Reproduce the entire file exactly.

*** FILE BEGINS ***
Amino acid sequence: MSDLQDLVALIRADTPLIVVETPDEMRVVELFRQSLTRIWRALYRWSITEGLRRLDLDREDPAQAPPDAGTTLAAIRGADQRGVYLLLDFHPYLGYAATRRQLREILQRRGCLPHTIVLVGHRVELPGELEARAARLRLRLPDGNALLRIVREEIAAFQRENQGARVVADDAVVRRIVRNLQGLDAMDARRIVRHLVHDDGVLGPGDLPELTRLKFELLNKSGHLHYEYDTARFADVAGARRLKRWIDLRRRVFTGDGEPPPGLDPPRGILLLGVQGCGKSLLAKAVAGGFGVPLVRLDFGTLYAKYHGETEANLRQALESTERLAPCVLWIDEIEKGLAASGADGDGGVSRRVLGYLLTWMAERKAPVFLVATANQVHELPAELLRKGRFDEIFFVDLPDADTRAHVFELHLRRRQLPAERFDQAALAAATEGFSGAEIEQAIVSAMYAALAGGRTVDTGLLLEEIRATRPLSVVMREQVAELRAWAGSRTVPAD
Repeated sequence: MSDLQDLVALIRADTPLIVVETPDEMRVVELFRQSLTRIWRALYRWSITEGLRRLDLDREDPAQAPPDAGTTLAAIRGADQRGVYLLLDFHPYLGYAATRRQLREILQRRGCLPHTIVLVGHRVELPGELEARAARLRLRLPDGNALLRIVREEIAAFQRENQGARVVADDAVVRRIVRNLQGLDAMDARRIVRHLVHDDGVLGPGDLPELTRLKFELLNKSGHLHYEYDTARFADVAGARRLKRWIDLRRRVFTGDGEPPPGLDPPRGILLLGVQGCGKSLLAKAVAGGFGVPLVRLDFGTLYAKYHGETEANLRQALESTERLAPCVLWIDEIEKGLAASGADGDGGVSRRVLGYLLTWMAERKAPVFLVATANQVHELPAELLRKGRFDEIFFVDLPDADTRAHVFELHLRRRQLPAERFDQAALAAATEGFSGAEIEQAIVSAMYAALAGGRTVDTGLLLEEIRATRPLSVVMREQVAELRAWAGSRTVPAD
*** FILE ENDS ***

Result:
Amino acid sequence: MSDLQDLVALIRADTPLIVVETPDEMRVVELFRQSLTRIWRALYRWSITEGLRRLDLDREDPAQAPPDAGTTLAAIRGADQRGVYLLLDFHPYLGYAATRRQLREILQRRGCLPHTIVLVGHRVELPGELEARAARLRLRLPDGNALLRIVREEIAAFQRENQGARVVADDAVVRRIVRNLQGLDAMDARRIVRHLVHDDGVLGPGDLPELTRLKFELLNKSGHLHYEYDTARFADVAGARRLKRWIDLRRRVFTGDGEPPPGLDPPRGILLLGVQGCGKSLLAKAVAGGFGVPLVRLDFGTLYAKYHGETEANLRQALESTERLAPCVLWIDEIEKGLAASGADGDGGVSRRVLGYLLTWMAERKAPVFLVATANQVHELPAELLRKGRFDEIFFVDLPDADTRAHVFELHLRRRQLPAERFDQAALAAATEGFSGAEIEQAIVSAMYAALAGGRTVDTGLLLEEIRATRPLSVVMREQVAELRAWAGSRTVPAD
Repeated sequence: MSDLQDLVALIRADTPLIVVETPDEMRVVELFRQSLTRIWRALYRWSITEGLRRLDLDREDPAQAPPDAGTTLAAIRGADQRGVYLLLDFHPYLGYAATRRQLREILQRRGCLPHTIVLVGHRVELPGELEARAARLRLRLPDGNALLRIVREEIAAFQRENQGARVVADDAVVRRIVRNLQGLDAMDARRIVRHLVHDDGVLGPGDLPELTRLKFELLNKSGHLHYEYDTARFADVAGARRLKRWIDLRRRVFTGDGEPPPGLDPPRGILLLGVQGCGKSLLAKAVAGGFGVPLVRLDFGTLYAKYHGETEANLRQALESTERLAPCVLWIDEIEKGLAASGADGDGGVSRRVLGYLLTWMAERKAPVFLVATANQVHELPAELLRKGRFDEIFFVDLPDADTRAHVFELHLRRRQLPAERFDQAALAAATEGFSGAEIEQAIVSAMYAALAGGRTVDTGLLLEEIRATRPLSVVMREQVAELRAWAGSRTVPAD